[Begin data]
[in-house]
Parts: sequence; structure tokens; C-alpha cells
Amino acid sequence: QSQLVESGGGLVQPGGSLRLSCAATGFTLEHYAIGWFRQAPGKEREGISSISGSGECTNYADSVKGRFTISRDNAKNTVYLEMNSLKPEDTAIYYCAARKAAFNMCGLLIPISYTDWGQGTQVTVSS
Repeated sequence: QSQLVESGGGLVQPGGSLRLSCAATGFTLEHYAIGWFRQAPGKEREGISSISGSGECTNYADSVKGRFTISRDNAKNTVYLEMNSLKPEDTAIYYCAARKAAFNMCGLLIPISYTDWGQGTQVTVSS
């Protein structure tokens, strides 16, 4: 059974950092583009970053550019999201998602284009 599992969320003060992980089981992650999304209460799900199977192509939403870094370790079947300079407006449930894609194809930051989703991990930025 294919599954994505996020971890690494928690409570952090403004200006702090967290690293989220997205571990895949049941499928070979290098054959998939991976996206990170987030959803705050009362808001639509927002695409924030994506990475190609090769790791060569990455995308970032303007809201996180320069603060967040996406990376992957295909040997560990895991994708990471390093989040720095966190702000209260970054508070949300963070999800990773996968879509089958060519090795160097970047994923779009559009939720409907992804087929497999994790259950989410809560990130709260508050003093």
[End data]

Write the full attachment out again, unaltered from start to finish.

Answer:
[in-house]
Parts: sequence; structure tokens; C-alpha cells
Amino acid sequence: QSQLVESGGGLVQPGGSLRLSCAATGFTLEHYAIGWFRQAPGKEREGISSISGSGECTNYADSVKGRFTISRDNAKNTVYLEMNSLKPEDTAIYYCAARKAAFNMCGLLIPISYTDWGQGTQVTVSS
Repeated sequence: QSQLVESGGGLVQPGGSLRLSCAATGFTLEHYAIGWFRQAPGKEREGISSISGSGECTNYADSVKGRFTISRDNAKNTVYLEMNSLKPEDTAIYYCAARKAAFNMCGLLIPISYTDWGQGTQVTVSS
């Protein structure tokens, strides 16, 4: 059974950092583009970053550019999201998602284009 599992969320003060992980089981992650999304209460799900199977192509939403870094370790079947300079407006449930894609194809930051989703991990930025 294919599954994505996020971890690494928690409570952090403004200006702090967290690293989220997205571990895949049941499928070979290098054959998939991976996206990170987030959803705050009362808001639509927002695409924030994506990475190609090769790791060569990455995308970032303007809201996180320069603060967040996406990376992957295909040997560990895991994708990471390093989040720095966190702000209260970054508070949300963070999800990773996968879509089958060519090795160097970047994923779009559009939720409907992804087929497999994790259950989410809560990130709260508050003093």